The child is placed on his back. As a distraction, you can put his favorite cartoon. At this time, one adult gently turns the baby’s head on its side – with the sore ear up. The second adult uses a pipette to inject drops into the ear, and then wipes the auricle with a napkin soaked in an antiseptic.In this case, it is important: when burying a sore ear, in no case touch it with a pipette – otherwise bacteria can get on it, the doctor explains.

In any case, whatever medicine you give your baby, the main thing is to do it carefully, affectionately and with a kind smile. Even a minor irritant can provoke fear in a child, warns German doctor Narges Poyan.

See also:

  • Pills that changed the world

    20 years of Viagra

    The appearance of this drug 20 years ago made a real sensation, improving the sex life of many men.Viagra, a drug to increase potency and treat erectile dysfunction, was first released for sale in 1998 in the United States. Pfizer was actually developing a drug that lowers blood pressure. But in the course of clinical trials, an unexpected side effect appeared.

  • The pills that changed the world

    Miracle pill

    Viagra quickly became a worldwide hit. In 1998, American scientists Robert Furchgott, Luis Ignarro and Ferid Murad were awarded the Nobel Prize for the development of its drug formula.Later it turned out that the active ingredient sildenafil also helps against wilting of plants or fear of heights in climbers. In the photo: King Carl XVI Gustav of Sweden presents the Nobel Prize to Ferid Murad.

  • The pills that changed the world

    Hormonal contraceptive

    The birth of the sexual revolution was the invention of the contraceptive pill. In 1961, the first oral contraceptive appeared on the US market, and later in Germany, where it provoked protests from the guardians of morality.In the GDR, contraceptives were initially given only to married women with children. Today, in industrialized countries, it is the most common remedy for protecting against unwanted pregnancies.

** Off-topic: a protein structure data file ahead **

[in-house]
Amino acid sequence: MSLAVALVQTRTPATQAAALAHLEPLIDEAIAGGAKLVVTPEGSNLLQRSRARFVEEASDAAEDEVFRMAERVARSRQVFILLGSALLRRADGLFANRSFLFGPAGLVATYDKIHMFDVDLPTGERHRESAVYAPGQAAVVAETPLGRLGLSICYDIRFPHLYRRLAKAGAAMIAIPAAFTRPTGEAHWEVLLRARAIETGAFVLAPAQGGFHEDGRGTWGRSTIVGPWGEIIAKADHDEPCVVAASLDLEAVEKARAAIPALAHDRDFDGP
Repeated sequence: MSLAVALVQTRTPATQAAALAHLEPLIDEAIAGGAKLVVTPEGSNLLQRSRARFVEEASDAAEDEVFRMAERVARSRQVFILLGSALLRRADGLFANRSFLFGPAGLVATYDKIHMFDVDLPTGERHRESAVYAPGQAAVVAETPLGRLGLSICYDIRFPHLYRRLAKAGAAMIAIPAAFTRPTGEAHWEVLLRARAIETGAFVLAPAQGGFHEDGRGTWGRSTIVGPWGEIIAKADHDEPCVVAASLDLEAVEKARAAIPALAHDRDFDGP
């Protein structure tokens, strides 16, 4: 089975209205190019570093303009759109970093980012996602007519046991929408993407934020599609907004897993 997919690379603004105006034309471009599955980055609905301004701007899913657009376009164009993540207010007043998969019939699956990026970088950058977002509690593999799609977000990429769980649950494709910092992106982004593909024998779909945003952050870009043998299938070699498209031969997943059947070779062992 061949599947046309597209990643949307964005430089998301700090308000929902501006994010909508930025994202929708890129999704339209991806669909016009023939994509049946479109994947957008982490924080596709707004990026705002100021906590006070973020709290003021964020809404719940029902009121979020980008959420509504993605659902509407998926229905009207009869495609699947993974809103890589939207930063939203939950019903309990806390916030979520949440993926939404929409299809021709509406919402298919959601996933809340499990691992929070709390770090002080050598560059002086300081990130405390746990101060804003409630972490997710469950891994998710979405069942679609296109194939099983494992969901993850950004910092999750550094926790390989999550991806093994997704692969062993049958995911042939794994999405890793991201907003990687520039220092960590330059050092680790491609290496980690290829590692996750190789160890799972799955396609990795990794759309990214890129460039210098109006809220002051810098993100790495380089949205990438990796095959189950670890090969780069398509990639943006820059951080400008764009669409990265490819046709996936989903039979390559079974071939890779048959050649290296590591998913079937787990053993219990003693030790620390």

• Pills that changed the world


    In 1928, while examining colonies of staphylococci, the Briton Alexander Fleming found mold spots in Petri dishes, around which there were no bacteria. The antimicrobial drug penicillin, which he developed, helped to defeat such fatal diseases at that time as pneumonia or tuberculosis.Since then, a number of other antibiotics have been developed, which are now used in the form of injections, tablets and suspensions.

  • The pills that changed the world


    The name of aspirin was given by the meadowsweet Spiraea ulmaria, a plant containing salicylic acid. The ancient Greeks knew about the healing properties of this substance. German chemists from the Bayer laboratory managed to create a formula for medical use on its basis. So in 1897, acetylsalicylic acid appeared, which is used as an analgesic and anti-inflammatory agent.

  • Tablets that changed the world

    Tablets that lower blood pressure

    Today, in the fight against high blood pressure, diuretics, beta-blockers or ACE inhibitors are prescribed. The first diuretics based on purines from cocoa beans or cola nuts appeared at the end of the 19th century. In the 1950s, German scientists developed furosemide, the standard of modern therapy. In the late 1960s, beta-blockers were used to lower blood pressure, and 20 years later, ACE inhibitors were used.

  • Pills that changed the world

    Marcumar, warfarin, Plavix …

    Medicines against blood clots are familiar to people with artificial heart valves or atherosclerosis. The first anticoagulant was heparin. 100 years ago, a medical student in the United States isolated it from a dog’s liver. The first oral anticoagulant was discovered in the 1920s while analyzing moldy sweet clover silage. The cows that ate it died from blood loss after simple operations.

  • Tablets that changed the world

    Tablets for allergies